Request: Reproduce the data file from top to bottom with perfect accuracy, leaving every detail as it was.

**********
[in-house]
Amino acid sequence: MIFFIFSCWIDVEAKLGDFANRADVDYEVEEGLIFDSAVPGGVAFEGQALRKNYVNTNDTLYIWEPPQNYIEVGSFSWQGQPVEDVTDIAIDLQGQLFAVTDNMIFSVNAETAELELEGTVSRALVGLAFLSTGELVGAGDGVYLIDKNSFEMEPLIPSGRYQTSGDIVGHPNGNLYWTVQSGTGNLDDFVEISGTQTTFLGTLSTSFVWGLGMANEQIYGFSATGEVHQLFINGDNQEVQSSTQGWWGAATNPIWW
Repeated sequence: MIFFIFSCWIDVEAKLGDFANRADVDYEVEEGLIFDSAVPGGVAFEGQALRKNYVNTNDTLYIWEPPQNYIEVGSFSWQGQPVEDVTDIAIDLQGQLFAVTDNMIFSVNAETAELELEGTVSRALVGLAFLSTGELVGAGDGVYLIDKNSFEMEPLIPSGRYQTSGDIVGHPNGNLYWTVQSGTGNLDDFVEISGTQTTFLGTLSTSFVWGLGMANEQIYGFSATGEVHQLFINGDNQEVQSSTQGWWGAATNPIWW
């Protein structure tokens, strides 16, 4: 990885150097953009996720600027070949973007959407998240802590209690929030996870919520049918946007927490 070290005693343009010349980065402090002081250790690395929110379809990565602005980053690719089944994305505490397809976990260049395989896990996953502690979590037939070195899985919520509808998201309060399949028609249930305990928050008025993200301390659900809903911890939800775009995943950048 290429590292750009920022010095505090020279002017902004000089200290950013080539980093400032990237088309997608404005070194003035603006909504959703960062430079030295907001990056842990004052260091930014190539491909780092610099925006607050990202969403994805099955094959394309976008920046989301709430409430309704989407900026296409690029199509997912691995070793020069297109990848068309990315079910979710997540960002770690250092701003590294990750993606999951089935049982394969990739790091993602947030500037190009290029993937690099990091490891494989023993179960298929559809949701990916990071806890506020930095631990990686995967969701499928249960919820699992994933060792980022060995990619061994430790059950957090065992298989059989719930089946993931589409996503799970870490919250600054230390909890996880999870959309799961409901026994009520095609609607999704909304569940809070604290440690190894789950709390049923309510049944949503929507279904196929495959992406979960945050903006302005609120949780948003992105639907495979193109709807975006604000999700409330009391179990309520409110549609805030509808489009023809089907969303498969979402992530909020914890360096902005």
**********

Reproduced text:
[in-house]
Amino acid sequence: MIFFIFSCWIDVEAKLGDFANRADVDYEVEEGLIFDSAVPGGVAFEGQALRKNYVNTNDTLYIWEPPQNYIEVGSFSWQGQPVEDVTDIAIDLQGQLFAVTDNMIFSVNAETAELELEGTVSRALVGLAFLSTGELVGAGDGVYLIDKNSFEMEPLIPSGRYQTSGDIVGHPNGNLYWTVQSGTGNLDDFVEISGTQTTFLGTLSTSFVWGLGMANEQIYGFSATGEVHQLFINGDNQEVQSSTQGWWGAATNPIWW
Repeated sequence: MIFFIFSCWIDVEAKLGDFANRADVDYEVEEGLIFDSAVPGGVAFEGQALRKNYVNTNDTLYIWEPPQNYIEVGSFSWQGQPVEDVTDIAIDLQGQLFAVTDNMIFSVNAETAELELEGTVSRALVGLAFLSTGELVGAGDGVYLIDKNSFEMEPLIPSGRYQTSGDIVGHPNGNLYWTVQSGTGNLDDFVEISGTQTTFLGTLSTSFVWGLGMANEQIYGFSATGEVHQLFINGDNQEVQSSTQGWWGAATNPIWW
């Protein structure tokens, strides 16, 4: 990885150097953009996720600027070949973007959407998240802590209690929030996870919520049918946007927490 070290005693343009010349980065402090002081250790690395929110379809990565602005980053690719089944994305505490397809976990260049395989896990996953502690979590037939070195899985919520509808998201309060399949028609249930305990928050008025993200301390659900809903911890939800775009995943950048 290429590292750009920022010095505090020279002017902004000089200290950013080539980093400032990237088309997608404005070194003035603006909504959703960062430079030295907001990056842990004052260091930014190539491909780092610099925006607050990202969403994805099955094959394309976008920046989301709430409430309704989407900026296409690029199509997912691995070793020069297109990848068309990315079910979710997540960002770690250092701003590294990750993606999951089935049982394969990739790091993602947030500037190009290029993937690099990091490891494989023993179960298929559809949701990916990071806890506020930095631990990686995967969701499928249960919820699992994933060792980022060995990619061994430790059950957090065992298989059989719930089946993931589409996503799970870490919250600054230390909890996880999870959309799961409901026994009520095609609607999704909304569940809070604290440690190894789950709390049923309510049944949503929507279904196929495959992406979960945050903006302005609120949780948003992105639907495979193109709807975006604000999700409330009391179990309520409110549609805030509808489009023809089907969303498969979402992530909020914890360096902005």